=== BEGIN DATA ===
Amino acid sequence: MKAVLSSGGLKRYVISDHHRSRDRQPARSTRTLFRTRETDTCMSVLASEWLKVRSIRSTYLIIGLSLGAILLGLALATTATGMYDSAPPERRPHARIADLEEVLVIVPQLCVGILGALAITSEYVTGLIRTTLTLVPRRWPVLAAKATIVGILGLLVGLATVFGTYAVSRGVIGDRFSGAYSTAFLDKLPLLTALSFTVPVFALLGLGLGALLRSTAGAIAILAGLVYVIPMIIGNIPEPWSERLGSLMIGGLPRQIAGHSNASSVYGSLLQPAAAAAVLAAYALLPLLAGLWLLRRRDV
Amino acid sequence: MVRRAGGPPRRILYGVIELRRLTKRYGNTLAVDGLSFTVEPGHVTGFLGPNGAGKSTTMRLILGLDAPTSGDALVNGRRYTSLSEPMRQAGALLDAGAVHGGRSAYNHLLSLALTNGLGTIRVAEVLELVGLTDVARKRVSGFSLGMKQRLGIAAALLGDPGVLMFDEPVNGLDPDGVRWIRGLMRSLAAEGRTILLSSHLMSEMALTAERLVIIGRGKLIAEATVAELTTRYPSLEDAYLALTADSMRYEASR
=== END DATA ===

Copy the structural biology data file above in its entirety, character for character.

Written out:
Amino acid sequence: MKAVLSSGGLKRYVISDHHRSRDRQPARSTRTLFRTRETDTCMSVLASEWLKVRSIRSTYLIIGLSLGAILLGLALATTATGMYDSAPPERRPHARIADLEEVLVIVPQLCVGILGALAITSEYVTGLIRTTLTLVPRRWPVLAAKATIVGILGLLVGLATVFGTYAVSRGVIGDRFSGAYSTAFLDKLPLLTALSFTVPVFALLGLGLGALLRSTAGAIAILAGLVYVIPMIIGNIPEPWSERLGSLMIGGLPRQIAGHSNASSVYGSLLQPAAAAAVLAAYALLPLLAGLWLLRRRDV
Amino acid sequence: MVRRAGGPPRRILYGVIELRRLTKRYGNTLAVDGLSFTVEPGHVTGFLGPNGAGKSTTMRLILGLDAPTSGDALVNGRRYTSLSEPMRQAGALLDAGAVHGGRSAYNHLLSLALTNGLGTIRVAEVLELVGLTDVARKRVSGFSLGMKQRLGIAAALLGDPGVLMFDEPVNGLDPDGVRWIRGLMRSLAAEGRTILLSSHLMSEMALTAERLVIIGRGKLIAEATVAELTTRYPSLEDAYLALTADSMRYEASR